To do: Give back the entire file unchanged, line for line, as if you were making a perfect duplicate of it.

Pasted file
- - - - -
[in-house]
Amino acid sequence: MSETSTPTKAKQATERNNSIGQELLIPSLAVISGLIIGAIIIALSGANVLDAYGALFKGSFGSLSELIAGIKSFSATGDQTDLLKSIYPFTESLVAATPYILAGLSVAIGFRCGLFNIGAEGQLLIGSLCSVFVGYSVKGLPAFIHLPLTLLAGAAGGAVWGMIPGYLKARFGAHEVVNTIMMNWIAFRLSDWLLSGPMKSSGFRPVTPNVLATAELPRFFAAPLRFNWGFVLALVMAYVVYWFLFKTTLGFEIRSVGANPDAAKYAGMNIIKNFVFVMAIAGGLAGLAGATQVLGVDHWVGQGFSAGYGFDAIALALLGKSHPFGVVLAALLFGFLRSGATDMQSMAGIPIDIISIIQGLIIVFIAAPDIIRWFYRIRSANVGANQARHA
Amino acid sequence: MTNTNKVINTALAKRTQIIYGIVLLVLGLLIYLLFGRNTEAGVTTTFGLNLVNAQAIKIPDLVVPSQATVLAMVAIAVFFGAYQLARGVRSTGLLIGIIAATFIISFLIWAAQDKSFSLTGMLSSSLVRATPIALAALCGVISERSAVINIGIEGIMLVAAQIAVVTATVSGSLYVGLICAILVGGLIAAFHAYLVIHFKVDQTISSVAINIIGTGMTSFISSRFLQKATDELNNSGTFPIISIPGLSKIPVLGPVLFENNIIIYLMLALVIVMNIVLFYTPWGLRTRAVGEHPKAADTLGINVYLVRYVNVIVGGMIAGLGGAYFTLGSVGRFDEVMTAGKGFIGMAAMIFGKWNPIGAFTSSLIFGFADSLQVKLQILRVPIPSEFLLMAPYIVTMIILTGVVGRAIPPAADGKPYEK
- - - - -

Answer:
[in-house]
Amino acid sequence: MSETSTPTKAKQATERNNSIGQELLIPSLAVISGLIIGAIIIALSGANVLDAYGALFKGSFGSLSELIAGIKSFSATGDQTDLLKSIYPFTESLVAATPYILAGLSVAIGFRCGLFNIGAEGQLLIGSLCSVFVGYSVKGLPAFIHLPLTLLAGAAGGAVWGMIPGYLKARFGAHEVVNTIMMNWIAFRLSDWLLSGPMKSSGFRPVTPNVLATAELPRFFAAPLRFNWGFVLALVMAYVVYWFLFKTTLGFEIRSVGANPDAAKYAGMNIIKNFVFVMAIAGGLAGLAGATQVLGVDHWVGQGFSAGYGFDAIALALLGKSHPFGVVLAALLFGFLRSGATDMQSMAGIPIDIISIIQGLIIVFIAAPDIIRWFYRIRSANVGANQARHA
Amino acid sequence: MTNTNKVINTALAKRTQIIYGIVLLVLGLLIYLLFGRNTEAGVTTTFGLNLVNAQAIKIPDLVVPSQATVLAMVAIAVFFGAYQLARGVRSTGLLIGIIAATFIISFLIWAAQDKSFSLTGMLSSSLVRATPIALAALCGVISERSAVINIGIEGIMLVAAQIAVVTATVSGSLYVGLICAILVGGLIAAFHAYLVIHFKVDQTISSVAINIIGTGMTSFISSRFLQKATDELNNSGTFPIISIPGLSKIPVLGPVLFENNIIIYLMLALVIVMNIVLFYTPWGLRTRAVGEHPKAADTLGINVYLVRYVNVIVGGMIAGLGGAYFTLGSVGRFDEVMTAGKGFIGMAAMIFGKWNPIGAFTSSLIFGFADSLQVKLQILRVPIPSEFLLMAPYIVTMIILTGVVGRAIPPAADGKPYEK